Teaching Mobile App Development

February 8, 2016


If you want to teach app development, I would strongly suggest you future-proof your students, by teaching them the most popular way to code mobile apps- that’s with HTML5.

HTML5 is the future of app development.

I just got back from lunch with an old buddy of mine who works at SAP (3rd largest software company in the world), he tells me that 99% of their mobile apps are NOT being developed in the native languages (Java for Android and Swift for iOS,) because for 99% of apps, HTML5 does a great job and it is much less expensive.

When a coder writes an app in Java for Android, they then have to write it all over again in Swift for iOS. Twice the work. If they write the app in HTML5, it works on all types of devices. Write once, run everywhere is one of the ‘holy grails’ of coding.

HTML5 builds Windows 10 apps too!

Windows 10 is the best Windows yet, and it’s spreading like wildfire – it will become one of the most important platforms to code for. Windows 10 apps can be written in HTML5 … it is native to Windows 10 in fact.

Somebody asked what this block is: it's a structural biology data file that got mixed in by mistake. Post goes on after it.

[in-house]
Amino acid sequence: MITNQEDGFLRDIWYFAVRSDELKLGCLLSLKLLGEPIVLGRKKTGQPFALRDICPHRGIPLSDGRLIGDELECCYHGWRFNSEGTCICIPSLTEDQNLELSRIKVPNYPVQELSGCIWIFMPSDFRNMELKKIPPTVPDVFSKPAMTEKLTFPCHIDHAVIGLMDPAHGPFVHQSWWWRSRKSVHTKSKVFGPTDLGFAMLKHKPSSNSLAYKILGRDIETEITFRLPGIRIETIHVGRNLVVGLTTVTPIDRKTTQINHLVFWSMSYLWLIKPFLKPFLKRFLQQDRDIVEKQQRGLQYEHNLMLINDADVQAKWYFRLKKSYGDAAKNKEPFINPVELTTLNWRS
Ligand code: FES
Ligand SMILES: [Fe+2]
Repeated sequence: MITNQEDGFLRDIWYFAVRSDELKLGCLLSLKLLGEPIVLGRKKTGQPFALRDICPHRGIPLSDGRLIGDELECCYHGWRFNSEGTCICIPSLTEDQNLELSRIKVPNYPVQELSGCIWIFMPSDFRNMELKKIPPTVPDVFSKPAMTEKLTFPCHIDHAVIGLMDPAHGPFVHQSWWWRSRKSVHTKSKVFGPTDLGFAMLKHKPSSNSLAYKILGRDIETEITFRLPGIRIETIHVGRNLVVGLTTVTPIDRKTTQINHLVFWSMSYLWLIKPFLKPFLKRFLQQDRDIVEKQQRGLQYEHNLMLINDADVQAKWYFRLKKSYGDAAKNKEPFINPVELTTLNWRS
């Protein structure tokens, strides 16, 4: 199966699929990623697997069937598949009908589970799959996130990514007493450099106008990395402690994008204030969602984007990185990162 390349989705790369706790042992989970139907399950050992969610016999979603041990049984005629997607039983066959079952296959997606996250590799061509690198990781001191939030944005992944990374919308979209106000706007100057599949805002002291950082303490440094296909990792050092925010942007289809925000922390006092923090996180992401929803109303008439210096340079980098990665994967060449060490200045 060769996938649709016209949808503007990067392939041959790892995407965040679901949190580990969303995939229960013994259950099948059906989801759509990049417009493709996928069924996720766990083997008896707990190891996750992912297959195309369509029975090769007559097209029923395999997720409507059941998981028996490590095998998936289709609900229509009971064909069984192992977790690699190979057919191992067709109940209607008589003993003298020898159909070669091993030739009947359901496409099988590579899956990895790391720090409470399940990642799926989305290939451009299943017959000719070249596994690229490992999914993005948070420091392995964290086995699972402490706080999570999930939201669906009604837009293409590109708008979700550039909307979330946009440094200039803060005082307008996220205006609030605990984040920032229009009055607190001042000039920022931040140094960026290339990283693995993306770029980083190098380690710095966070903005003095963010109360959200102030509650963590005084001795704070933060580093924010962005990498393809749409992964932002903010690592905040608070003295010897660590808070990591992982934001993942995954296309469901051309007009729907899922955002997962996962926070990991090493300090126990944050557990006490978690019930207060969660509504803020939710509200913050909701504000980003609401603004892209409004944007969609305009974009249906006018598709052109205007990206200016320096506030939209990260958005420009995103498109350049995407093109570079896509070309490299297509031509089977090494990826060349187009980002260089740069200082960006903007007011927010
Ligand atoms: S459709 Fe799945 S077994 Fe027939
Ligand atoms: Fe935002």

HTML5 builds web apps too!

We shouldn’t forget that HTML5, CSS3 and JavaScript are the only languages used to build websites and web apps. So teaching your students to code with the three languages of the Web, makes even more sense given where the market is and where it is going.

Easy to set up

HTML5, CSS3 and JavaScript are built into every web browser; nothing to install, nothing to set up. Every code editor in the world supports these languages, and you are not restricted to any type of computer.

… With iOS development and Swift, you need a Mac. With Android, you need to install Java. BTW, Java is NOT JavaScript. They are different languages.

HTML5 is visual

One great thing about teaching code with HTML5, is that it is very visual. Students can see their efforts materialize in real projects that they can show friends and family. HTML5 produces much more than just basic web pages; animation, apps and even games can be created with HTML5.


If you want to teach code, HTML5 is easily the best choice. It’s even easier with StudioWeb, since teachers with NO prior coding experience can be up and running in about an hour.


Stefan Mischook

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